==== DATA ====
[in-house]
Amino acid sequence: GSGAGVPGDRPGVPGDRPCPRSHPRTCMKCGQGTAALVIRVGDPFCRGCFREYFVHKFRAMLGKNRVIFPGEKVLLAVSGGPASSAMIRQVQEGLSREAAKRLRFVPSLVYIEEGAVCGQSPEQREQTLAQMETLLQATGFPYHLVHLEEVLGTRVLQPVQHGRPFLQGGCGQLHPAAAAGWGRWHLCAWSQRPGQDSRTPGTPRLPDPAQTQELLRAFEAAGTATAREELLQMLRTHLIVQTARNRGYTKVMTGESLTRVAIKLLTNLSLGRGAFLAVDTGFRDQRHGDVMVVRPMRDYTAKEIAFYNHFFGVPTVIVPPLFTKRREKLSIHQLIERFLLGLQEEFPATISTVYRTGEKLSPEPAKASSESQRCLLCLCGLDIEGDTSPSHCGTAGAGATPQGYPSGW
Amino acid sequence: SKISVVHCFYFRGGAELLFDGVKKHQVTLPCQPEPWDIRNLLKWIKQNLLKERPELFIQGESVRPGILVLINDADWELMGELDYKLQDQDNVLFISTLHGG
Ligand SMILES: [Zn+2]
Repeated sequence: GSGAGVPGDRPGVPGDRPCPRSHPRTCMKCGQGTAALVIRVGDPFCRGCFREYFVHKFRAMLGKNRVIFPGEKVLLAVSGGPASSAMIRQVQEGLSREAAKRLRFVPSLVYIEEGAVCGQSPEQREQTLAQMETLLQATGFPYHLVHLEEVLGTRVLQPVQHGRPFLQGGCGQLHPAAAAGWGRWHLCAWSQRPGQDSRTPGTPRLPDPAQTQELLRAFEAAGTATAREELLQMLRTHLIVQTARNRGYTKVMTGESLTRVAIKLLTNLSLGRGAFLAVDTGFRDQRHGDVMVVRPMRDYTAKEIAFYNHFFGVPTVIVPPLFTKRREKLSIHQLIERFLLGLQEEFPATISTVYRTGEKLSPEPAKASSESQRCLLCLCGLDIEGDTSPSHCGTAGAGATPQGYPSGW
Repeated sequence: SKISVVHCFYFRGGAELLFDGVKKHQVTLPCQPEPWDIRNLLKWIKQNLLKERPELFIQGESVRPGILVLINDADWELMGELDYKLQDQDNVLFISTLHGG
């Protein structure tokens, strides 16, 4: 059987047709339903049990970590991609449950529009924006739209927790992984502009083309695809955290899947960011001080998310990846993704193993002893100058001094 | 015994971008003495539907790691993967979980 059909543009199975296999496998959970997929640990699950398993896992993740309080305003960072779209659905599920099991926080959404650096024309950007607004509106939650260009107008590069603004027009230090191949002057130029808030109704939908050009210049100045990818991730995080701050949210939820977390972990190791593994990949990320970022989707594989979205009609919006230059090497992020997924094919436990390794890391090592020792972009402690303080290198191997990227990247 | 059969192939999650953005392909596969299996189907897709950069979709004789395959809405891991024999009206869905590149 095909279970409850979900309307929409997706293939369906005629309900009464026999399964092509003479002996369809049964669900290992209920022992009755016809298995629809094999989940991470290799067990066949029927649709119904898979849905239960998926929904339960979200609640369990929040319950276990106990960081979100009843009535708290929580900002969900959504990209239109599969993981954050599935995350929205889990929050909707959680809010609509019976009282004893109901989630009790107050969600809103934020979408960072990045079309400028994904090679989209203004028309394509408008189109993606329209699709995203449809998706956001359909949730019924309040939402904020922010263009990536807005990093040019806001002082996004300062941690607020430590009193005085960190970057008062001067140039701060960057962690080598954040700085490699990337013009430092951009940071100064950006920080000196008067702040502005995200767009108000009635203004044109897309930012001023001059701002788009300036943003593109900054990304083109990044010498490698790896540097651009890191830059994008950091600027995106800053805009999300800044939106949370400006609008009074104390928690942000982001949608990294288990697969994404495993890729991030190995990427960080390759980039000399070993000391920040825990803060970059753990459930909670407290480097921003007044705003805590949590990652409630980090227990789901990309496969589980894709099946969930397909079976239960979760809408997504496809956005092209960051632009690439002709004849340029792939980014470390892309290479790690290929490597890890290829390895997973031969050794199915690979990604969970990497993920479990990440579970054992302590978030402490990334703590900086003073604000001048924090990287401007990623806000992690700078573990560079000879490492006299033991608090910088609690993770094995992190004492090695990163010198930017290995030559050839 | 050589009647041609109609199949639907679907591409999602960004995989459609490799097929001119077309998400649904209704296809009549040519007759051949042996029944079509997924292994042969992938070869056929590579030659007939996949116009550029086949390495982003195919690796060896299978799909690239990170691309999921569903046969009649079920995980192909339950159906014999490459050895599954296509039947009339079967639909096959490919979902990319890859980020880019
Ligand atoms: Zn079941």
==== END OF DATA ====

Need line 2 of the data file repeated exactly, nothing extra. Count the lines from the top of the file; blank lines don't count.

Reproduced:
Amino acid sequence: GSGAGVPGDRPGVPGDRPCPRSHPRTCMKCGQGTAALVIRVGDPFCRGCFREYFVHKFRAMLGKNRVIFPGEKVLLAVSGGPASSAMIRQVQEGLSREAAKRLRFVPSLVYIEEGAVCGQSPEQREQTLAQMETLLQATGFPYHLVHLEEVLGTRVLQPVQHGRPFLQGGCGQLHPAAAAGWGRWHLCAWSQRPGQDSRTPGTPRLPDPAQTQELLRAFEAAGTATAREELLQMLRTHLIVQTARNRGYTKVMTGESLTRVAIKLLTNLSLGRGAFLAVDTGFRDQRHGDVMVVRPMRDYTAKEIAFYNHFFGVPTVIVPPLFTKRREKLSIHQLIERFLLGLQEEFPATISTVYRTGEKLSPEPAKASSESQRCLLCLCGLDIEGDTSPSHCGTAGAGATPQGYPSGW